FAIR data (Findable, Accessible, Interoperable and Reusable) makes data-driven decisions easy and accurate. Making data FAIR means getting scientists and engineers excited about sharing their data.
Imagine you work in a science or engineering business (perhaps you do), and are responsible for strategic or operational decisions (perhaps you are).
You need to take one of those decisions, and you want the data to know you are doing the right thing. Perhaps you want to know whether to deploy a new substation in an area with growing EV ownership. Perhaps you want to tweak a new drug formulation to get optimal yield as it moves from the lab to production.
No problem. You call up one of your data scientists and ask her to find the answer. She logs on to your IT system, pulls up the different data sets she needs, calls up similar predictive models from past challenges, and with a few adjustments she has modelled your new challenge. Within hours you have your answer.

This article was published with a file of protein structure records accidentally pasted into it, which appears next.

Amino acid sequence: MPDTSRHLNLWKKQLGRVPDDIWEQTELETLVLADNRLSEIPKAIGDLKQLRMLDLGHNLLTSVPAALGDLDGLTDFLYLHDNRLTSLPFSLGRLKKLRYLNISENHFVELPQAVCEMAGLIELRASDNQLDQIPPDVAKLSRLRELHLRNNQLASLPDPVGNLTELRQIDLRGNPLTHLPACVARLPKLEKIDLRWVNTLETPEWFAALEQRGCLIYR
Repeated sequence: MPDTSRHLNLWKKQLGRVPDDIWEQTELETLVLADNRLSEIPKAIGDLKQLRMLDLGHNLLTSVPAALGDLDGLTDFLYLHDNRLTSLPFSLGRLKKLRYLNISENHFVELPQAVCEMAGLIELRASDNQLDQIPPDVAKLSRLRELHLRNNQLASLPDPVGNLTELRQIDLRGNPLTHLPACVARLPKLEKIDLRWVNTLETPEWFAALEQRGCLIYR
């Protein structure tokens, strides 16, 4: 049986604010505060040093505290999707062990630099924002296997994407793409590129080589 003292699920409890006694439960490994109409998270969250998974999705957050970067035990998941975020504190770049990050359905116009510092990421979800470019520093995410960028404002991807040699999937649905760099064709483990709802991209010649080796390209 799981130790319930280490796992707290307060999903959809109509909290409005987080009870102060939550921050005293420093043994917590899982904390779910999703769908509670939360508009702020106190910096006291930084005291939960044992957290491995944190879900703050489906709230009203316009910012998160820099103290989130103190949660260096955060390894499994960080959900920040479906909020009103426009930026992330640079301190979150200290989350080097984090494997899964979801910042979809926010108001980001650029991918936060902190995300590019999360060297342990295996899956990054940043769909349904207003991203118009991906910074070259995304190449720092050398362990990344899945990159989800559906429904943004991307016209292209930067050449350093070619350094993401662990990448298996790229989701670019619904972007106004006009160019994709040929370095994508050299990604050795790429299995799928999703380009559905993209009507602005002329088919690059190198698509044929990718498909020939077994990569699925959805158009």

This is an ideal many aspire to, but few are close. Such a system of well curated data would make modelling quick, and decisions more accurate. The problem is not the modelling capability, but access to reliable data.
To get towards this ideal, we talk of creating FAIR data – data that is Findable, Accessible, Interoperable, and Reusable. A good data strategy should deliver FAIR data into the organisation, which should in turn create an organisation that can model complex problems quickly and accurately.
FAIR data relies on people and culture
The technical part of FAIR data is, if not easy, then at least straightforward for those with expertise.
We do not plan to get technical here but for more information, my colleague Nick Cook provides a summary of the four elements here, and the excellent but exhaustive Data Management Body of Knowledge covers the detail. Plenty of experts including Tessella can take the technical side off your hands.
The hard bit is getting the people creating the data to capture, label, and share it. The challenge, then, is creating organisational structures and cultures that progress you towards FAIR data.
Digital giants, like Amazon and Google, do this easily because they were designed to capture data into central systems where it can be used for business decisions.